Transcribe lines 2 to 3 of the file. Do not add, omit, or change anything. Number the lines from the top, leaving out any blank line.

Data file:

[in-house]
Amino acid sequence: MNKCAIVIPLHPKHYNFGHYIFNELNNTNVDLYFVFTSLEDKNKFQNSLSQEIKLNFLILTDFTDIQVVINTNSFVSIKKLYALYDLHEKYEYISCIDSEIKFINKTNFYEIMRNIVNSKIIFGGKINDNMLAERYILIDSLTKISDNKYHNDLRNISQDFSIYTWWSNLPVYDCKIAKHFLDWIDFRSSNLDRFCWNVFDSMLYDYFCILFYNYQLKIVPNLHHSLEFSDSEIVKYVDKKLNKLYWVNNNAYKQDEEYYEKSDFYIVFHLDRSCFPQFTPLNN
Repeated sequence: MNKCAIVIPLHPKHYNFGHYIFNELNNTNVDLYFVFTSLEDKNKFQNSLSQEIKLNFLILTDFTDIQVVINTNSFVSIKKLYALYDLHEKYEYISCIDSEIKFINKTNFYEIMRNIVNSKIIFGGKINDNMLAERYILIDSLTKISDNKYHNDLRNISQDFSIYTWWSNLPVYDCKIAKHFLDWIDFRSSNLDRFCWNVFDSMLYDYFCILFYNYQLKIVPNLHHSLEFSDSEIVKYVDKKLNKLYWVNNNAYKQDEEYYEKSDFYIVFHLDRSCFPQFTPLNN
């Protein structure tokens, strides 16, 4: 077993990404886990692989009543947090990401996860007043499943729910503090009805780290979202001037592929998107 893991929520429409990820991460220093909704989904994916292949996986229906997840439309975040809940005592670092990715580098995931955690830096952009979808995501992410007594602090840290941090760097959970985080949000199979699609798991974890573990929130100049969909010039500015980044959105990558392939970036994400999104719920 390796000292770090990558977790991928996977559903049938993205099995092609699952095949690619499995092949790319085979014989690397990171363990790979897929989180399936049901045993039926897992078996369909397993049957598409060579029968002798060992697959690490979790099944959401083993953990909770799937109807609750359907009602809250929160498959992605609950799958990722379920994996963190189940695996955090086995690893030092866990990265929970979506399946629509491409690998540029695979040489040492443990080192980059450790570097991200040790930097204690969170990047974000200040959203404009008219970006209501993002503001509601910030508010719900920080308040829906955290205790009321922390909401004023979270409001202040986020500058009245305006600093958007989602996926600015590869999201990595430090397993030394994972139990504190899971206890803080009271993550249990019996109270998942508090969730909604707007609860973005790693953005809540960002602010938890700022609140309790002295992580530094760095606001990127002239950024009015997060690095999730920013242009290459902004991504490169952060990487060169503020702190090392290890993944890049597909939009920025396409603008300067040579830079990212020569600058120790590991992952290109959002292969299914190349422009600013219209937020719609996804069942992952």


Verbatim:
Amino acid sequence: MNKCAIVIPLHPKHYNFGHYIFNELNNTNVDLYFVFTSLEDKNKFQNSLSQEIKLNFLILTDFTDIQVVINTNSFVSIKKLYALYDLHEKYEYISCIDSEIKFINKTNFYEIMRNIVNSKIIFGGKINDNMLAERYILIDSLTKISDNKYHNDLRNISQDFSIYTWWSNLPVYDCKIAKHFLDWIDFRSSNLDRFCWNVFDSMLYDYFCILFYNYQLKIVPNLHHSLEFSDSEIVKYVDKKLNKLYWVNNNAYKQDEEYYEKSDFYIVFHLDRSCFPQFTPLNN
Repeated sequence: MNKCAIVIPLHPKHYNFGHYIFNELNNTNVDLYFVFTSLEDKNKFQNSLSQEIKLNFLILTDFTDIQVVINTNSFVSIKKLYALYDLHEKYEYISCIDSEIKFINKTNFYEIMRNIVNSKIIFGGKINDNMLAERYILIDSLTKISDNKYHNDLRNISQDFSIYTWWSNLPVYDCKIAKHFLDWIDFRSSNLDRFCWNVFDSMLYDYFCILFYNYQLKIVPNLHHSLEFSDSEIVKYVDKKLNKLYWVNNNAYKQDEEYYEKSDFYIVFHLDRSCFPQFTPLNN